ASP.NET

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Post 3+ Months Ago

Does anyone know how to make it so ASP.NET files (.aspx) get compiled without having someone visit it 1st.

I wish to compile all the pages so even when someone visits it for the 1st time, it will still be fast.

Right now, the 1st time someone visits a .aspx page, it has to compile and can take a while.

Thanks.
  • Anonymous
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Post 3+ Months Ago

  • ATNO/TW
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Post 3+ Months Ago

I think you could probably achieve it by caching the aspx pages in IIS on the server, however I'm not at work, and can't remember exactly how to adjust the settings at the moment. Perhaps someone can offer the how-to in the meantime.

Actually a very quick Google search for : cache aspx

lead me to this page: http://aspnet.4guysfromrolla.com/articles/022802-1.aspx

That should be what you are after.
  • Carnix
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Post 3+ Months Ago

That said... (good reference ATNO, by the way!)

You don't compile ASP pages. The are run-time compiled. If you want to compile your code, you would be doing a thing called creating COM objects.

.c
  • LAbrego
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Post 3+ Months Ago

Caching could be great if your pages are mostly static, if they change a lot it'll be no difference in performance. One thing I always do with aspx files when I modify them is simply open it myself for the first time, this way I not only sure it works fine but I save my user from waiting.

But if you really want to do that check this article

http://www.codeproject.com/aspnet/PreCompileAspx.asp
  • Carnix
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Post 3+ Months Ago

They call this pre-compiling, but it looks more like caching output to me. .NET sort of blurs the lines between compile-time and run-time execution, even more than Java does, but if you can open the files that the end user will be accessing and view the source code with a text editor, then the application isn't really being compiled.

Compliation involves parsing the source and translating that into machine code of some sort. Different languages and compilers have different definitions of this and some are more portable than others without much effort (Java vs C++, for example...), but the end result is a file that when viewed as text looks like gobbledygook...

Why do I really care? I don't.

.c
  • rtm223
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Post 3+ Months Ago

From what I can remember, the difference between compiled and interpreted(run-time compiled) is this:

A compiled language will be converted from source code into machine code and then the machine code will be executed at run time

An interpreted language is compiled and then executed, <b>one line at a time</b>, at run time. It needs to be interpreted every time the application is executed.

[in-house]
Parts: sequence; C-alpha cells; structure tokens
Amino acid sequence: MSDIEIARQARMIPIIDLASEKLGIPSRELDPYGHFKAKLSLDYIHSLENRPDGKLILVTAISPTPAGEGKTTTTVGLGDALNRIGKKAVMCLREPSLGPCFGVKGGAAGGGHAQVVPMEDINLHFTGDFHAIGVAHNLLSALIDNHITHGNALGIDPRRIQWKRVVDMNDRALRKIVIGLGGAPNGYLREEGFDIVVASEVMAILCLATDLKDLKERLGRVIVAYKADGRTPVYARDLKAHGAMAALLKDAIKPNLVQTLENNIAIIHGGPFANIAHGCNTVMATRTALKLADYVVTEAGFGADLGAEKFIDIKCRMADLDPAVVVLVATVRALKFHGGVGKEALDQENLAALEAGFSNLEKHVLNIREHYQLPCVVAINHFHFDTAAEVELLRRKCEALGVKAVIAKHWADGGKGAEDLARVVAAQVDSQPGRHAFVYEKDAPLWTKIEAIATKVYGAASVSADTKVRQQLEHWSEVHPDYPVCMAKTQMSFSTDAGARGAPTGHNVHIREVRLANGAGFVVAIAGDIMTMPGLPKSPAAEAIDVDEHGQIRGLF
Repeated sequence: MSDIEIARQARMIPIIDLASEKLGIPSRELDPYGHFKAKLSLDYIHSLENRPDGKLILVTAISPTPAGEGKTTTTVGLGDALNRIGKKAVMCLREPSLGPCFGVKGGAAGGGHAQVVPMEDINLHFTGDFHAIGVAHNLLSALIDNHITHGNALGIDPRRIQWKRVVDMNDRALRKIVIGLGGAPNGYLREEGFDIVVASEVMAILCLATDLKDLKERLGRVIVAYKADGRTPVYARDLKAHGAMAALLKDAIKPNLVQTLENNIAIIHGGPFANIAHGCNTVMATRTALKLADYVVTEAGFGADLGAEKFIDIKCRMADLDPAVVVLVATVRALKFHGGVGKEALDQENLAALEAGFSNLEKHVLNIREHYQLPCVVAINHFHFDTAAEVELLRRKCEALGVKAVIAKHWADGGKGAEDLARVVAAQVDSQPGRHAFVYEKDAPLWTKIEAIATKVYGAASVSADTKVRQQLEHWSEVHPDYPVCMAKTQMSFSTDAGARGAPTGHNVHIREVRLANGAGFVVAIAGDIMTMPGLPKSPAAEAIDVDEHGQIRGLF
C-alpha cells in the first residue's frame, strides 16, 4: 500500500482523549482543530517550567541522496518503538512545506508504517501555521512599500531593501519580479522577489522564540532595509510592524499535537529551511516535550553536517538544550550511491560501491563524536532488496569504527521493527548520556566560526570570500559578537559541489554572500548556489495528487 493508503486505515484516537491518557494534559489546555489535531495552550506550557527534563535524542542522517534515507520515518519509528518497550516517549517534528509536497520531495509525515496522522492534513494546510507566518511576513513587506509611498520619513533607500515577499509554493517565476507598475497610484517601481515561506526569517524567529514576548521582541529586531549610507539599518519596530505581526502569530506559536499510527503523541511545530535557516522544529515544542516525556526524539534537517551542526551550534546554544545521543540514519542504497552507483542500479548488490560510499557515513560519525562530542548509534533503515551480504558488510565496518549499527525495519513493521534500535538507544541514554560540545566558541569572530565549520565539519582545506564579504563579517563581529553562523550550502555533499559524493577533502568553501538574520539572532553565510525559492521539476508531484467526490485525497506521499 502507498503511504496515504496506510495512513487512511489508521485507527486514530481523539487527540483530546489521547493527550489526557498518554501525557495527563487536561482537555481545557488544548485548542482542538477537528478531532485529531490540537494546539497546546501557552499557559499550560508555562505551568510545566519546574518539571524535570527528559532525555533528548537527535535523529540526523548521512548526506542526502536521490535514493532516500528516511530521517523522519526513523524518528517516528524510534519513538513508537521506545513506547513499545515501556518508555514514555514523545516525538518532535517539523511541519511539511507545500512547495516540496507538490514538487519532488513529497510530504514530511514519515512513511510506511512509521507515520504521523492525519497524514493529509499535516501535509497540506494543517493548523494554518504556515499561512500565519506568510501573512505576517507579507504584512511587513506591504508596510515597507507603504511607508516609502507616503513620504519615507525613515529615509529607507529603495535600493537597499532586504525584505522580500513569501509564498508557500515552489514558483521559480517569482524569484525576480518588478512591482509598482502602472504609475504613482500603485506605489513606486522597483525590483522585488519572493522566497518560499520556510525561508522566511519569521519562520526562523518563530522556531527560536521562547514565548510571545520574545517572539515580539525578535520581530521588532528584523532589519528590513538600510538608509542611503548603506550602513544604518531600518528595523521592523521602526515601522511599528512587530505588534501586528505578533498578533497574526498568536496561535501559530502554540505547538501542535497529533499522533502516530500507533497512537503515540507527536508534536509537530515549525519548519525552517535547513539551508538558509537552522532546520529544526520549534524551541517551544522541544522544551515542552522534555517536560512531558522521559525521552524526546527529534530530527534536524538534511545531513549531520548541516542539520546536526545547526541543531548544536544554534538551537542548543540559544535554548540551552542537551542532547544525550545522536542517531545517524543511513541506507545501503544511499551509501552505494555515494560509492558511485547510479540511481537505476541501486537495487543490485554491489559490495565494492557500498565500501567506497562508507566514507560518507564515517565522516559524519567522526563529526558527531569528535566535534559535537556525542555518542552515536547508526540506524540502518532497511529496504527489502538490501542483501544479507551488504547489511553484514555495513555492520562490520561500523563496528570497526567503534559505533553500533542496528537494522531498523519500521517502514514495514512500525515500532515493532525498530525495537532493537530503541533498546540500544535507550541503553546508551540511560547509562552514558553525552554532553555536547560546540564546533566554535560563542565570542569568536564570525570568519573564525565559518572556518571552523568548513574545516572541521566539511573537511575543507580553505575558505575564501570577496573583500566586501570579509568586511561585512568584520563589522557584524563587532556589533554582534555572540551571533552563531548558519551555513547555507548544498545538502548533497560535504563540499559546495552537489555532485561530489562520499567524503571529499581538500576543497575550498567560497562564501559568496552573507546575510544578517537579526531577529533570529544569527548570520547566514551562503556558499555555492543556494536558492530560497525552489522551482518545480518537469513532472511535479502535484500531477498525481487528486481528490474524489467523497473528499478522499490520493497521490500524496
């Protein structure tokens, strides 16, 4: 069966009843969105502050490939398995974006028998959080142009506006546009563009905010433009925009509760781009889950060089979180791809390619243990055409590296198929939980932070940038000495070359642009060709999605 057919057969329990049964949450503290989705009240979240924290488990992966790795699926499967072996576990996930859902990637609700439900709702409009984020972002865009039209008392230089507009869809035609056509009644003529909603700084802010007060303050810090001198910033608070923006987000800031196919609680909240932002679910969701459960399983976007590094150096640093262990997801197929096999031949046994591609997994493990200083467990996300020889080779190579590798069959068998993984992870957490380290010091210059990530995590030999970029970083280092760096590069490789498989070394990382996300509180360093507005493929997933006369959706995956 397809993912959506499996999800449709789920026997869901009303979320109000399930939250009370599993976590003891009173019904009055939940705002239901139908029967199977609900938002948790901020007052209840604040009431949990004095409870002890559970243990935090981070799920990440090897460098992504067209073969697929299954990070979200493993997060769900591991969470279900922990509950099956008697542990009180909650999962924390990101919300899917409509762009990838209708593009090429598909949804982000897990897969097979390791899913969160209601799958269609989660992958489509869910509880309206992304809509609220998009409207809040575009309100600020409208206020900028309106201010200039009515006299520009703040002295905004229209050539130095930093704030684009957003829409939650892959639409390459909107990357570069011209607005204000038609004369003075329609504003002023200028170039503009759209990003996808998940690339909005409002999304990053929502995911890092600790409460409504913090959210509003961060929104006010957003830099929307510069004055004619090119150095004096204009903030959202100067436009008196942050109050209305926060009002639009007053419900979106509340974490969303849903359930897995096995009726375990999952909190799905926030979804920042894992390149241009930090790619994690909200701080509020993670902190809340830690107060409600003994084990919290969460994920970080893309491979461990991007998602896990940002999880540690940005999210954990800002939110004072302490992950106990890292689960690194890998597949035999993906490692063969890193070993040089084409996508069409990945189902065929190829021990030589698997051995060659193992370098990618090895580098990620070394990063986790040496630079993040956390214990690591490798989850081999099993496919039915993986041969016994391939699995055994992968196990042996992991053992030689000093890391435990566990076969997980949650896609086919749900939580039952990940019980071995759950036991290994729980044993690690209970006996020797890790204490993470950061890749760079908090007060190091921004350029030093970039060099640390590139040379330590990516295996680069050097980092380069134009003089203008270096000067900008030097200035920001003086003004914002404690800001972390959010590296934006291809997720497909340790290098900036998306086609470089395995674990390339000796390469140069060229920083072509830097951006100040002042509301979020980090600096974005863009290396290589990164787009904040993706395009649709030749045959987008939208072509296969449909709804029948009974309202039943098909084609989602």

Thats the text-book definition. TBH I can't see how you can blur the edges of that, it seems pretty clear cut. As Carnix said, if you can read the file, its interpreted, otherwise it's compiled and the file will look like squares mostly :)

If this really was compilation then you would notice an improvement in performance even if the output changed every time. You would also have to manually recompile every time you changed the source code

I only care because I have to learn all this theory for an exam in two weeks lol
  • Carnix
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Post 3+ Months Ago

rtm223 wrote:
From what I can remember, the difference between compiled and interpreted(run-time compiled)


heh, I was brain-farting on the word Interpreted.. heh. I KNEW there was a technical term for it that I couldn't think of... =]

.c
  • rtm223
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Post 3+ Months Ago

lol, as I said I've gotta learn all this theory, although <b>none</b> of it is actually any use in real terms - it's just another A level and I should get an A in it - it's just for my CV.

TBH I wasn't sure if run-time compiled was a different technical term for the same thing, like "interpreted language"="scripting language". My brother (programs C/C++) told me off last week for calling PHP a programming language :lol:
  • Carnix
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Post 3+ Months Ago

It is a programming language. A programming language is nothing more than a structured system to make a computer execute computations in a specific way. Some languages are more robust in what sorts of things it can make the computer do than others, C++ is very robust since it can access any aspect of a system, JavaScript isn't, since it's isolated to the stuff inside of a web browser's window object, but it's still a programming language.

Purists are annoying like that. It's not all about one thing or another being best. You use the tools that best fit a given job. Not everything needs to be programmed in C, and sometimes using a compiled program is actually less affective than simply writting a script.

Imagine having to write custom admin scripts for Linux in C every time, instead of using Perl. Ugh. What a nightmare that would be... Both initial writting and updates... forgetaboutit.

.c

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